The Renault-Nissan alliance signed a cooperative memorandum on promoting the use of electric vehicles with China's Ministry of Industry and Information Technology (MIIT) on April 10, becoming the first foreign automaker to ink such an agreement with the Chinese government.
Under the memorandum, Nissan will provide information about the development of electric vehicles and formulate comprehensive plans on setting up and maintaining battery recharge networks and promote the wide use of electric vehicles.
Nissan aims to debut its electric cars produced by Dongfeng Nissan in the Chinese market in 2011, one year ahead of schedule, China Business News said.
Wuhan, capital of central China's Hubei province, will be the first pilot city in Renault-Nissan's zero emission program.
In mid-April, the MIIT will discuss issues concerning the industrialization of electric vehicles and supporting facilities with automakers including Nissan, General Motors, Daimler, Dongfeng and BYD, along with the State Grid Corporation of China (the country's biggest power supplier) and local government regulators.
Earlier, the National Commission of Reform and Development had publicized supporting policies for new energy vehicles and launched a pilot program in 13 cities that will subsidize the use of new energy cars in the public transport system.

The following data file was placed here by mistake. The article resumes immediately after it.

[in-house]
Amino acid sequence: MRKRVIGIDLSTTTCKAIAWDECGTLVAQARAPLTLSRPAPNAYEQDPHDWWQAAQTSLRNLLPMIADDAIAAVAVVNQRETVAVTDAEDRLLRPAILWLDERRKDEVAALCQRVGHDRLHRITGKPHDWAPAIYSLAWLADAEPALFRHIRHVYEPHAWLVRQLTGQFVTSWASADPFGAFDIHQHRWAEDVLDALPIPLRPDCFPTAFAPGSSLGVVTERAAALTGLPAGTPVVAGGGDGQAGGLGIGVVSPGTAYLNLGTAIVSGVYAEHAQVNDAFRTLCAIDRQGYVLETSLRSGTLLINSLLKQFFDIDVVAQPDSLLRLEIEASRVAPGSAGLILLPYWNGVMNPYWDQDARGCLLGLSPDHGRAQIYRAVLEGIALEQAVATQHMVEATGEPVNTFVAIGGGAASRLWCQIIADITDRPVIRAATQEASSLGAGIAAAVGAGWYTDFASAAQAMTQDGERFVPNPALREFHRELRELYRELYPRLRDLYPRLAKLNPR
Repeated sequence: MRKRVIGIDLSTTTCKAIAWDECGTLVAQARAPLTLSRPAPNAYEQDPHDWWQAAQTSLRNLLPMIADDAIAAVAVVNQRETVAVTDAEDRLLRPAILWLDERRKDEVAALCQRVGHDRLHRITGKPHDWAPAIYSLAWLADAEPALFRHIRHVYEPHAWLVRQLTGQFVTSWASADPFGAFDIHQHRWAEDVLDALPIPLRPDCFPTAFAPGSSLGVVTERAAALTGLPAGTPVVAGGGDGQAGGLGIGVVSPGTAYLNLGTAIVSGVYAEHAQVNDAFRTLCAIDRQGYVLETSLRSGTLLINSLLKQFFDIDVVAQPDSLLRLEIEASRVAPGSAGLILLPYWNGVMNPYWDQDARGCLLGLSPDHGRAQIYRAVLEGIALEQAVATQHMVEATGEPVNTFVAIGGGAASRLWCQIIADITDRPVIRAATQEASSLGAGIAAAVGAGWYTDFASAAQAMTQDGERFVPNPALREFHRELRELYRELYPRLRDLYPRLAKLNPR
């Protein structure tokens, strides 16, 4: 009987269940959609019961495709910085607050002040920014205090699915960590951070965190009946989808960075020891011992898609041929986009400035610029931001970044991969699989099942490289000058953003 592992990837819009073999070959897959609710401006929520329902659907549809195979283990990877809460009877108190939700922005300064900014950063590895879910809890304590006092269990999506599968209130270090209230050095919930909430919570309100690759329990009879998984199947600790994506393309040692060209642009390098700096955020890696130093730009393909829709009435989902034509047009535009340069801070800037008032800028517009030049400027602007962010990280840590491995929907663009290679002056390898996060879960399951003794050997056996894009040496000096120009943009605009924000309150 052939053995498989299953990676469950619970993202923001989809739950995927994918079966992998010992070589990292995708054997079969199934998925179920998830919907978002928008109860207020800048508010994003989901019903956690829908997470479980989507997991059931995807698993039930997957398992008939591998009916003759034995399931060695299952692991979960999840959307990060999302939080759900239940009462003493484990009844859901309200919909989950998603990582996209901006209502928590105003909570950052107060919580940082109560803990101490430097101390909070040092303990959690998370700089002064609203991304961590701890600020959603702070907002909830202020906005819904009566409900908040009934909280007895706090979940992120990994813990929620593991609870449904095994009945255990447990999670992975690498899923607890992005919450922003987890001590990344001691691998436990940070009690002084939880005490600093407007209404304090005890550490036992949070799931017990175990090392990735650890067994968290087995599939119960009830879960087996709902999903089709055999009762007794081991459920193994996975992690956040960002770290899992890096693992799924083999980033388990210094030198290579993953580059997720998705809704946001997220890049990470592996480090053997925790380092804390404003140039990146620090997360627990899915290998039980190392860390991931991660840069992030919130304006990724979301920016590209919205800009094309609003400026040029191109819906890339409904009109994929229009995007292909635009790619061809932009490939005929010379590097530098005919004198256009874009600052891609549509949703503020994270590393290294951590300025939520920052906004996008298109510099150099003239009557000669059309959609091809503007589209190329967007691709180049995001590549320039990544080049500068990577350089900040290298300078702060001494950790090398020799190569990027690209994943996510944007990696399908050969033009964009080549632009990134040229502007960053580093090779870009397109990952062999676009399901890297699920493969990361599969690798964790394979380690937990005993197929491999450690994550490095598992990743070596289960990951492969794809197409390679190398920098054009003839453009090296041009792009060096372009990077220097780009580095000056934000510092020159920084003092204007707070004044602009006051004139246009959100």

Although the memorandum marks a key step in China's endeavor toward the mass use of electric vehicles, there are still many barriers that may hinder the development of electric cars in China.
"The biggest problem about the wide use of electric vehicles lies in supporting facilities," China Business News quoted a source with Nissan China as saying. It will cost tens of billions of yuan to set up battery recharge systems that are as convenient as gas stations.
Additionally, China is yet to set standards and rules that are closely related to the manufacturing and use of electric vehicles.